One feature that the Pandemic has underscored is the rapid acceleration of existing trends in tech, particularly dispersion. One of the forms dispersion takes is platforms. To name a few known examples, Amazon dispersed retail to desktops, mobile, then voice. Netflix dispersed DVDs to mailboxes then screens, while Airbnb dispersed the entire vacation travel supply chain. Social and economic implications, however, are controversial and each platform should be left up for debate in separate pieces, together with the confluence of factors that it came into collision with.
The focus of this blog post is on another group of platforms out there that don’t just disperse retail, but disperse creativity. These include Etsy, which enables artisans to reach a global audience, or YouTube and TikTok who made video bloggers out of millions. Substack, Patreon, and OnlyFans are likewise disarticulating creators from traditional gatekeepers.
Roblox – a pandemic winner whose success is nothing short of inspiring – is of the most interesting creativity dispersers out there that you couldn’t have missed. In very simple terms, Roblox is a platform where children play games made by other developers on the platform. In a sense, it is more similar to PC gaming platform Steam than it is to any online children’s game. What makes Roblox stand out in the gaming industry is that all the games are made by its users. Roblox does not create any games itself. The technology wasn’t designed with a pandemic in mind, but usage has peaked since COVID-19 forced kids to stay indoors, who are on average spending most of their time on the platform.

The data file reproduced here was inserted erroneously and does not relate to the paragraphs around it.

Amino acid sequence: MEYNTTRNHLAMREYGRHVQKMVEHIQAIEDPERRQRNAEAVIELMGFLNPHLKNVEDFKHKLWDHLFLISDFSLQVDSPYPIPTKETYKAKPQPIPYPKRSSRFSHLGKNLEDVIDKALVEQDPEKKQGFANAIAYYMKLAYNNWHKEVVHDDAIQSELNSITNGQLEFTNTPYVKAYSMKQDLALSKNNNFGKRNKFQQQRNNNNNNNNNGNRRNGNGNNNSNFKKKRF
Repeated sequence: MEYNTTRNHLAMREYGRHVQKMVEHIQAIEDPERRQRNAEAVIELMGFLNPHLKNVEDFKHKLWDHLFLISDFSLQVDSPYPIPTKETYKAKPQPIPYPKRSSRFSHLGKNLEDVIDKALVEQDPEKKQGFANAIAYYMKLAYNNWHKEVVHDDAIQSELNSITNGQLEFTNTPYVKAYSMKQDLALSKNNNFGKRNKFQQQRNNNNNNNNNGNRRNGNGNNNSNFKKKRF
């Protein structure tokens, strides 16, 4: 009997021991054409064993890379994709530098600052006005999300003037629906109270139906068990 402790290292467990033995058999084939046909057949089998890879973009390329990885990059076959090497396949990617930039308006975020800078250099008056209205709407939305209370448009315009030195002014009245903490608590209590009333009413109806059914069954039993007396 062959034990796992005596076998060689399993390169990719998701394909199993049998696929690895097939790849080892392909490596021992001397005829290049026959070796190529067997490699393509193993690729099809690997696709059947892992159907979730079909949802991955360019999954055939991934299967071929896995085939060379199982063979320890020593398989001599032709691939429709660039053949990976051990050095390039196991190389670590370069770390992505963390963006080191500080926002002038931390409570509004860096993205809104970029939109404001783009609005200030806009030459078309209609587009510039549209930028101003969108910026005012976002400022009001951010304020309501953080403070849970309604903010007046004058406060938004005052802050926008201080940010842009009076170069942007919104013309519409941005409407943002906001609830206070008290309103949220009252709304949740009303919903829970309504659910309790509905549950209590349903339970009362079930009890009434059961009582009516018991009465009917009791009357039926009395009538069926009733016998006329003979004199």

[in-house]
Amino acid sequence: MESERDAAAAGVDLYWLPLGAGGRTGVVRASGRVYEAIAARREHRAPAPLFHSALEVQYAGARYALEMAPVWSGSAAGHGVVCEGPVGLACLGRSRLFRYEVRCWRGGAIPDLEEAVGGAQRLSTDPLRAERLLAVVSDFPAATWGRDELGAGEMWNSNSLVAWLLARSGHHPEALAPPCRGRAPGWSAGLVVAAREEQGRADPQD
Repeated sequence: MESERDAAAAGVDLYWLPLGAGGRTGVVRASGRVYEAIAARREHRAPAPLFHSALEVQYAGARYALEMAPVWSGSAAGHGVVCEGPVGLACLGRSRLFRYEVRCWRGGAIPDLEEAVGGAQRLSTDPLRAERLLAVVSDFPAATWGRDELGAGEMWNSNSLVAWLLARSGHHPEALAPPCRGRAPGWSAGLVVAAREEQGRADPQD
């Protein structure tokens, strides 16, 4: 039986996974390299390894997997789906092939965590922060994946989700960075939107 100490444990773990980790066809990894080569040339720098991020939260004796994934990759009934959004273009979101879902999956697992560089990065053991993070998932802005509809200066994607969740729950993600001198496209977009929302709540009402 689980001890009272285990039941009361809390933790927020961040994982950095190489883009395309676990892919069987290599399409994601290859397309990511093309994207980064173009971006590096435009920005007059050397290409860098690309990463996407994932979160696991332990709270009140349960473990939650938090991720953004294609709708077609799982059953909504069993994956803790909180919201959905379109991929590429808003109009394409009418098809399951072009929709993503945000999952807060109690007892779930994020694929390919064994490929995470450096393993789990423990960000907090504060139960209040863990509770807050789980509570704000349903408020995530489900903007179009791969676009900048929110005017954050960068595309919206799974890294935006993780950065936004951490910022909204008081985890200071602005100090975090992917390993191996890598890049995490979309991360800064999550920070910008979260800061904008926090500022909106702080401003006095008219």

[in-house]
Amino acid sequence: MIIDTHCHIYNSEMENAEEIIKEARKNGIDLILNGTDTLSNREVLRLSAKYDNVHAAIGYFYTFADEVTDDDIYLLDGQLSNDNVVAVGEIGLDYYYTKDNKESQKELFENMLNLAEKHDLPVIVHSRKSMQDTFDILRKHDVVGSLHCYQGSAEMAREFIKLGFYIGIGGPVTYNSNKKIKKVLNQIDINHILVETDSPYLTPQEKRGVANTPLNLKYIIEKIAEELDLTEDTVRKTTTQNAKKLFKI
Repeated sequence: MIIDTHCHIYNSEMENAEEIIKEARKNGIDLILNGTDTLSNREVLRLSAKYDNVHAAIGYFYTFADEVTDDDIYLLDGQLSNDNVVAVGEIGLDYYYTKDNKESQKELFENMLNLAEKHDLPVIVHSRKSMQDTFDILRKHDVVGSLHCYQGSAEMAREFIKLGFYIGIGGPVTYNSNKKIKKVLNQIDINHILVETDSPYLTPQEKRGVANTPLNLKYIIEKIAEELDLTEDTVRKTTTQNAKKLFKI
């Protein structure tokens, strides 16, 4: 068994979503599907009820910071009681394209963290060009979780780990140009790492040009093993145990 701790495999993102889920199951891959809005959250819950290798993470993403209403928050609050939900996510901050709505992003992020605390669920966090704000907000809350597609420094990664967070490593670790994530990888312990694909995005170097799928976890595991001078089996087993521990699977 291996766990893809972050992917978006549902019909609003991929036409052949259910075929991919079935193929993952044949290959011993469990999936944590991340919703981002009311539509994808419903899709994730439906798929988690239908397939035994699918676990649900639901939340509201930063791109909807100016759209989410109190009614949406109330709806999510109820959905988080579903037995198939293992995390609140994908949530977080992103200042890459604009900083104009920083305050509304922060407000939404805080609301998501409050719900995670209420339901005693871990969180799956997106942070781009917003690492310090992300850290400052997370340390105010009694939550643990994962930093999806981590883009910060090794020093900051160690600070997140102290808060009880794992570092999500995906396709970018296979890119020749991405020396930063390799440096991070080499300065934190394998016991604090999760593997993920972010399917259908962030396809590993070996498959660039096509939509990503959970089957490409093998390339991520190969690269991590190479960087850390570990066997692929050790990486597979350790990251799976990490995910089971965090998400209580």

One of the reasons why everyone is talking about it right now is because of all the teenage and young adolescent millionaires Roblox is minting: last year, it paid out a quarter-billion to its network of 345,000 developers. Anne Shoemaker is a 20-year-old full-time Roblox game developer who made $500,000 in under half a year and now employs 14 people. Alex Balfanz is a 21-year-old senior at Duke who’s paying for his degree with earnings from a single Roblox game that he made three years ago. That game – Jailbreak – is one of the most popular on Roblox and has made Alex nearly $10 million.
Early technology adoption, however, is what matters most. Today’s kids grow up building in Roblox, mirroring the rise of no-low code in the startup ecosystem and signaling how everyone is now able to manipulate and create software. The 12-year-old who spends her free time building games in Roblox will become the 22-year-old who builds her company’s business apps in Airtable.
Which sectors/industries do you think are bound to get dispersed? What opportunities do you see out there?